Tips for Schools for Catering to Students with Angelman Syndrome

Tips for Schools for Catering to Students with Angelman Syndrome
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Angelman syndrome is a rare genetic disorder that affects the nervous system, causing physical and intellectual disabilities. The disease is associated with a variety of symptoms that usually appear shortly after birth and include severe developmental delay, weak muscle tone, muscle stiffness, and difficulty moving.

Because Angelman syndrome is so rare, many people — including childcare providers and educators — are unfamiliar with the disease. That can make it challenging for schools and daycare centers to cater to children with the disorder. Here are some tips that may help.

Build an individualized education plan

One of the first things that schools and daycare centers can do for a child with Angelman syndrome is to develop an individualized education plan (IEP) together with the child’s parents. The plan should answer questions such as what accommodations the child will need and how the school will meet these accommodations to ensure that the child receives the proper education.

The IEP should be updated frequently to highlight what’s working and what needs to change for the child to thrive in the classroom. Improvements and new symptoms also should be noted.

Keep the child’s treatment plan on file

Children with Angelman syndrome should have a treatment plan on file with the school. A treatment plan contains a description of the child’s disease and its symptoms, as well as information about how the disease is being treated — what medications the child requires, and the dosage and frequency of use. Any side effects of the medications also should be listed. If the child is on a special diet, that information should be in the treatment plan.

While teachers and caregivers may not need to know every aspect of the disease, they should be aware of the child’s current symptoms, what to look out for, and any medications that the child may need while in the classroom. For example, some children with Angelman syndrome experience epileptic seizures. Teachers and caregivers should be familiar with the symptoms of a seizure and the first aid steps they should take if the child has one in their classroom.

Talk to parents on a regular basis

The school should keep in touch with the child’s parents on a regular basis and discuss any issues or concerns, such as any new symptoms that teachers or caregivers may have noticed, or changes in the child’s behavior of which the parents may be unaware. Many Angelman syndrome patients are non-verbal, and it is important for parents and school caregivers to communicate frequently to make sure that the child’s needs are being met.

Any changes to the child’s treatment plant or IEP should be discussed between the school or daycare center and the child’s family.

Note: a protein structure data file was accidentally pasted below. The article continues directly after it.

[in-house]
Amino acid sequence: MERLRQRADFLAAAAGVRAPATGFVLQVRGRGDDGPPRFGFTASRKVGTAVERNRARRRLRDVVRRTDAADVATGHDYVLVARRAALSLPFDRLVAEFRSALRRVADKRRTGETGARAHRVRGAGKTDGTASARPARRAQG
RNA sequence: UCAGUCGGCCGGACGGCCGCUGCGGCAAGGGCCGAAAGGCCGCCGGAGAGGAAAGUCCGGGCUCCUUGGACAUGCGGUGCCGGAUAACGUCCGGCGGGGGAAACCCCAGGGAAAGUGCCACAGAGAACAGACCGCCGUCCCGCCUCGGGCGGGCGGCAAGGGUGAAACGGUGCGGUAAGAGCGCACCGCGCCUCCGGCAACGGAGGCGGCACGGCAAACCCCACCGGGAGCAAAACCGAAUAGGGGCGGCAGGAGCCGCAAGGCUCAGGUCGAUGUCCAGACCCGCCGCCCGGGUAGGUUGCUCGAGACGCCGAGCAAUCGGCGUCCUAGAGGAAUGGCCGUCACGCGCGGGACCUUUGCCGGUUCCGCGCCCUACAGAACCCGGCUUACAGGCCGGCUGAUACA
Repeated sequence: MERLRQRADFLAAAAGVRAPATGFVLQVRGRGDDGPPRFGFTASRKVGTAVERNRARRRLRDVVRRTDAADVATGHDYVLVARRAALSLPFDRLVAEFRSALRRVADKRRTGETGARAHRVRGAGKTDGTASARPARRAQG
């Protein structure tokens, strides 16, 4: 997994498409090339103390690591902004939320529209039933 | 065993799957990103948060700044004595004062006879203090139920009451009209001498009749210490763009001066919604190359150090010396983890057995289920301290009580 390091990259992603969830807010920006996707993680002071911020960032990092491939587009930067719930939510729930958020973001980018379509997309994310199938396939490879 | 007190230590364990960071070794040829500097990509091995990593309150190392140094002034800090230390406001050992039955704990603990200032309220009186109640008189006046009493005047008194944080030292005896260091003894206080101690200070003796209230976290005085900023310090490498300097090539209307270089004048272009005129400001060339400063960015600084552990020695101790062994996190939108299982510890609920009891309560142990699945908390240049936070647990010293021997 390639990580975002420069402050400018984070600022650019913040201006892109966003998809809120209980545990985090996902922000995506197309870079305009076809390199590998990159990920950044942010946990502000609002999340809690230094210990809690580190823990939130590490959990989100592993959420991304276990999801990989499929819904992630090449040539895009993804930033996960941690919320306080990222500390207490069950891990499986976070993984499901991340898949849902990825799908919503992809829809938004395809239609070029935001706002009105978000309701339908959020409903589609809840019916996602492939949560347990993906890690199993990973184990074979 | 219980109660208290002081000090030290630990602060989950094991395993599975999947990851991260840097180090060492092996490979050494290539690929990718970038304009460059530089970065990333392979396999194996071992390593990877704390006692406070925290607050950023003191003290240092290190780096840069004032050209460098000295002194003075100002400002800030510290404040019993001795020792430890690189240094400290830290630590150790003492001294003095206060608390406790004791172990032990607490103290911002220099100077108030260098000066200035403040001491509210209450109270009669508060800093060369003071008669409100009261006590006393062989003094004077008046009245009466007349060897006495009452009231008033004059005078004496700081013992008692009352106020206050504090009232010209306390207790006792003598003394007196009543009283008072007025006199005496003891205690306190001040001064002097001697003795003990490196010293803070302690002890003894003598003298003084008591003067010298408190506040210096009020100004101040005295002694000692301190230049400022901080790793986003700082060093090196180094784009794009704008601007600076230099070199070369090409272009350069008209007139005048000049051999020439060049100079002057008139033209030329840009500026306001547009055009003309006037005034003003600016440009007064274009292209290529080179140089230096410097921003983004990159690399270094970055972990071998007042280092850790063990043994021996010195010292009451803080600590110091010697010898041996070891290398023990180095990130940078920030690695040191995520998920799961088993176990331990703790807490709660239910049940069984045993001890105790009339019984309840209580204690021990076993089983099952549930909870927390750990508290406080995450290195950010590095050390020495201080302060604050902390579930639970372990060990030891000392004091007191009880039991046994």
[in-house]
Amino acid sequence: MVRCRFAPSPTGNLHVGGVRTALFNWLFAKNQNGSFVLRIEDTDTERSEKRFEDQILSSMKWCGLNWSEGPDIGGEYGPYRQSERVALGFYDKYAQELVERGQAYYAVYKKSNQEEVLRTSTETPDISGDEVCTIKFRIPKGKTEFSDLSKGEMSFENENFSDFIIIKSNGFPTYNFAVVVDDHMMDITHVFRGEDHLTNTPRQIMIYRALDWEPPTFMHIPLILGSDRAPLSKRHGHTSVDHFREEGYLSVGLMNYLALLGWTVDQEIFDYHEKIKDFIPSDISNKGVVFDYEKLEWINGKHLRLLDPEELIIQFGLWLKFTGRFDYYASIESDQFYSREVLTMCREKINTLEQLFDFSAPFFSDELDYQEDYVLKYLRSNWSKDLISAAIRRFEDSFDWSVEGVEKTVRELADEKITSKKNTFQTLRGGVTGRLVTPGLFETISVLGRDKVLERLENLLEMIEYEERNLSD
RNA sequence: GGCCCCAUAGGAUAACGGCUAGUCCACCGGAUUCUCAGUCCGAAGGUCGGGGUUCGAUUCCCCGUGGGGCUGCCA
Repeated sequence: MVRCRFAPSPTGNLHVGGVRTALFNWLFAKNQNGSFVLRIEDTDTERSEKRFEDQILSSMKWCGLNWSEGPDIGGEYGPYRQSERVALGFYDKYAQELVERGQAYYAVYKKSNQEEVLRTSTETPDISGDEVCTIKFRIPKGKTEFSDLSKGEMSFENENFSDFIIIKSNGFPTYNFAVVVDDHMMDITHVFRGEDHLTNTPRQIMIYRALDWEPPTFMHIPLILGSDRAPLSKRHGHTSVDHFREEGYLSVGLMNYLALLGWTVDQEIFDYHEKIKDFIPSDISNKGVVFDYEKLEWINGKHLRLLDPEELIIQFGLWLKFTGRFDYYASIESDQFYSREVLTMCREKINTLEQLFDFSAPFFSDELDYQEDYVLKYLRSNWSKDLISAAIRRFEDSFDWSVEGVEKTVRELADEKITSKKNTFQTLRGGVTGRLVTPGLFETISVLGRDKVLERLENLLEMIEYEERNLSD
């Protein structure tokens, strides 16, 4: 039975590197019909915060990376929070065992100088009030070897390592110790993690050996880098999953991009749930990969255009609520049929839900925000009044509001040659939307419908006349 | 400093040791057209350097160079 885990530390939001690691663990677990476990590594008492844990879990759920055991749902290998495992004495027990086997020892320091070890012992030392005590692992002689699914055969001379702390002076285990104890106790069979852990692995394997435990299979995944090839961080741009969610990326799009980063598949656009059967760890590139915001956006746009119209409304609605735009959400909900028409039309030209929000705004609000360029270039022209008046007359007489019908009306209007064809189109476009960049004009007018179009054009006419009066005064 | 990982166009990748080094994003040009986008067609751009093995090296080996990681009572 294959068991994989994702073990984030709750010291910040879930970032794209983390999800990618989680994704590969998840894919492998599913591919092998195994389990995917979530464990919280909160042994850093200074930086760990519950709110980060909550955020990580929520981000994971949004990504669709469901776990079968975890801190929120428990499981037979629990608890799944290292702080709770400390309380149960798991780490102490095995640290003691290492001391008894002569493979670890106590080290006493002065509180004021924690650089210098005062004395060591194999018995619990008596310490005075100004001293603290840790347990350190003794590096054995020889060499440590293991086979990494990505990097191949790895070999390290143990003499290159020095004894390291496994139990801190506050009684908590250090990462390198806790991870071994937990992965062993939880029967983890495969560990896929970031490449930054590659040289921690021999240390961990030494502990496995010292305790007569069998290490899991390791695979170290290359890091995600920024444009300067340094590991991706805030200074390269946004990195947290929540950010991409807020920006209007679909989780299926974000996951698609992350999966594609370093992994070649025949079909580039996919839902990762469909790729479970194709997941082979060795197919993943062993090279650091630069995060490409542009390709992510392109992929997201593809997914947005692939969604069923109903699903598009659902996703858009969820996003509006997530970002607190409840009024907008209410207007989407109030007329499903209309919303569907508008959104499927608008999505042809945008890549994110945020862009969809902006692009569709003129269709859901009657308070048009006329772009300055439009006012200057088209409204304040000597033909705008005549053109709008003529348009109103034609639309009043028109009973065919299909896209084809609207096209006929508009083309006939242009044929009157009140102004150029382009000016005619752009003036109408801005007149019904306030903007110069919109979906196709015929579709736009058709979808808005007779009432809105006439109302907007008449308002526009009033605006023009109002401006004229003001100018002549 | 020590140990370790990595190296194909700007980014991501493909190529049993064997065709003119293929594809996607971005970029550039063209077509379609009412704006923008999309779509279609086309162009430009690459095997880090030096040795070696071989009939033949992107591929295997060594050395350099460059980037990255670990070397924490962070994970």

Last updated: Jan. 23, 2020

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Angelman Syndrome News is strictly a news and information website about the disease. It does not provide medical advice, diagnosis, or treatment. This content is not intended to be a substitute for professional medical advice, diagnosis, or treatment. Always seek the advice of your physician or other qualified health provider with any questions you may have regarding a medical condition. Never disregard professional medical advice or delay in seeking it because of something you have read on this website. 

Emily holds a Ph.D. in Biochemistry from the University of Iowa and is currently a postdoctoral scholar at the University of Wisconsin-Madison. She graduated with a Masters in Chemistry from the Georgia Institute of Technology and holds a Bachelors in Biology and Chemistry from the University of Central Arkansas. Emily is passionate about science communication, and, in her free time, writes and illustrates children’s stories.
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Özge has a MSc. in Molecular Genetics from the University of Leicester and a PhD in Developmental Biology from Queen Mary University of London. She worked as a Post-doctoral Research Associate at the University of Leicester for six years in the field of Behavioural Neurology before moving into science communication. She worked as the Research Communication Officer at a London based charity for almost two years.
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Emily holds a Ph.D. in Biochemistry from the University of Iowa and is currently a postdoctoral scholar at the University of Wisconsin-Madison. She graduated with a Masters in Chemistry from the Georgia Institute of Technology and holds a Bachelors in Biology and Chemistry from the University of Central Arkansas. Emily is passionate about science communication, and, in her free time, writes and illustrates children’s stories.
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